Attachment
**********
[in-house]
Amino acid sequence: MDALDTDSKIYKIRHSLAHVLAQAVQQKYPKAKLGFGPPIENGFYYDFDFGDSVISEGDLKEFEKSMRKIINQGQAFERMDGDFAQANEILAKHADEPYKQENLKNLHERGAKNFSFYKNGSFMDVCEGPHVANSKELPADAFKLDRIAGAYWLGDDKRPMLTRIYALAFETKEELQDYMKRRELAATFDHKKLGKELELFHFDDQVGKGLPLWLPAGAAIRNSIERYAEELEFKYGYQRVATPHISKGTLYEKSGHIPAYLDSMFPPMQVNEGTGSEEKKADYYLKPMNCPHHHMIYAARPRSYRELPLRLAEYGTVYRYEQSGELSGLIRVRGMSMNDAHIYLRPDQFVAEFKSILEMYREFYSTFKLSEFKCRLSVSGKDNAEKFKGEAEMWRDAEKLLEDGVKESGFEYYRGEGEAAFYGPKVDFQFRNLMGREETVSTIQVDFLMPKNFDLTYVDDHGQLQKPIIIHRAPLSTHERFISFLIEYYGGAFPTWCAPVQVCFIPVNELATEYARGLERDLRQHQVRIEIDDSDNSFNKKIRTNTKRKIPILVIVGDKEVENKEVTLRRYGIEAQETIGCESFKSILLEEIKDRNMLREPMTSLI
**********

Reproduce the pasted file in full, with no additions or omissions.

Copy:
[in-house]
Amino acid sequence: MDALDTDSKIYKIRHSLAHVLAQAVQQKYPKAKLGFGPPIENGFYYDFDFGDSVISEGDLKEFEKSMRKIINQGQAFERMDGDFAQANEILAKHADEPYKQENLKNLHERGAKNFSFYKNGSFMDVCEGPHVANSKELPADAFKLDRIAGAYWLGDDKRPMLTRIYALAFETKEELQDYMKRRELAATFDHKKLGKELELFHFDDQVGKGLPLWLPAGAAIRNSIERYAEELEFKYGYQRVATPHISKGTLYEKSGHIPAYLDSMFPPMQVNEGTGSEEKKADYYLKPMNCPHHHMIYAARPRSYRELPLRLAEYGTVYRYEQSGELSGLIRVRGMSMNDAHIYLRPDQFVAEFKSILEMYREFYSTFKLSEFKCRLSVSGKDNAEKFKGEAEMWRDAEKLLEDGVKESGFEYYRGEGEAAFYGPKVDFQFRNLMGREETVSTIQVDFLMPKNFDLTYVDDHGQLQKPIIIHRAPLSTHERFISFLIEYYGGAFPTWCAPVQVCFIPVNELATEYARGLERDLRQHQVRIEIDDSDNSFNKKIRTNTKRKIPILVIVGDKEVENKEVTLRRYGIEAQETIGCESFKSILLEEIKDRNMLREPMTSLI